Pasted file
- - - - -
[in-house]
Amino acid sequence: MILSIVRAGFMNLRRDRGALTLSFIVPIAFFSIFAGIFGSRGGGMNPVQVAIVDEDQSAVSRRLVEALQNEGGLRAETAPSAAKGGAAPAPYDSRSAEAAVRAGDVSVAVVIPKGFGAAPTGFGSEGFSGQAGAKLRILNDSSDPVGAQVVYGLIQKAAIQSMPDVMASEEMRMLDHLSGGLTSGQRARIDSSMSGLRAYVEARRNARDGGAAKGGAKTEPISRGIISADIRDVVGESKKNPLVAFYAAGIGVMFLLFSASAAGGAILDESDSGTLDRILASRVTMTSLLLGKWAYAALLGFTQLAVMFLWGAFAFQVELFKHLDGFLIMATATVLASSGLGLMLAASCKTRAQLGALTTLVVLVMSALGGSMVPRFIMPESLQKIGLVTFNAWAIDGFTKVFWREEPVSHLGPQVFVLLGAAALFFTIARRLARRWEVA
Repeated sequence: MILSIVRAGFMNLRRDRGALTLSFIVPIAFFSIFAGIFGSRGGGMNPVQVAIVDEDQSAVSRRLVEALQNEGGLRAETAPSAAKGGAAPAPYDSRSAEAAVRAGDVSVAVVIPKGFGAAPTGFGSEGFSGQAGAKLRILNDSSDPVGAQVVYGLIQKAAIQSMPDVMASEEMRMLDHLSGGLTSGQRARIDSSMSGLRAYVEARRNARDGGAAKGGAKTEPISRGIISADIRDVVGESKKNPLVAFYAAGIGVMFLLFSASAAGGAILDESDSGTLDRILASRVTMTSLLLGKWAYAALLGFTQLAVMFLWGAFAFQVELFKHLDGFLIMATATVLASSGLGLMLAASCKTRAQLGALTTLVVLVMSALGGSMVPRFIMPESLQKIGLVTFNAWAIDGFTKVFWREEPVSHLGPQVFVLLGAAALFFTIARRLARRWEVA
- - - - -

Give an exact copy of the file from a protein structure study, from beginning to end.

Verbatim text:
[in-house]
Amino acid sequence: MILSIVRAGFMNLRRDRGALTLSFIVPIAFFSIFAGIFGSRGGGMNPVQVAIVDEDQSAVSRRLVEALQNEGGLRAETAPSAAKGGAAPAPYDSRSAEAAVRAGDVSVAVVIPKGFGAAPTGFGSEGFSGQAGAKLRILNDSSDPVGAQVVYGLIQKAAIQSMPDVMASEEMRMLDHLSGGLTSGQRARIDSSMSGLRAYVEARRNARDGGAAKGGAKTEPISRGIISADIRDVVGESKKNPLVAFYAAGIGVMFLLFSASAAGGAILDESDSGTLDRILASRVTMTSLLLGKWAYAALLGFTQLAVMFLWGAFAFQVELFKHLDGFLIMATATVLASSGLGLMLAASCKTRAQLGALTTLVVLVMSALGGSMVPRFIMPESLQKIGLVTFNAWAIDGFTKVFWREEPVSHLGPQVFVLLGAAALFFTIARRLARRWEVA
Repeated sequence: MILSIVRAGFMNLRRDRGALTLSFIVPIAFFSIFAGIFGSRGGGMNPVQVAIVDEDQSAVSRRLVEALQNEGGLRAETAPSAAKGGAAPAPYDSRSAEAAVRAGDVSVAVVIPKGFGAAPTGFGSEGFSGQAGAKLRILNDSSDPVGAQVVYGLIQKAAIQSMPDVMASEEMRMLDHLSGGLTSGQRARIDSSMSGLRAYVEARRNARDGGAAKGGAKTEPISRGIISADIRDVVGESKKNPLVAFYAAGIGVMFLLFSASAAGGAILDESDSGTLDRILASRVTMTSLLLGKWAYAALLGFTQLAVMFLWGAFAFQVELFKHLDGFLIMATATVLASSGLGLMLAASCKTRAQLGALTTLVVLVMSALGGSMVPRFIMPESLQKIGLVTFNAWAIDGFTKVFWREEPVSHLGPQVFVLLGAAALFFTIARRLARRWEVA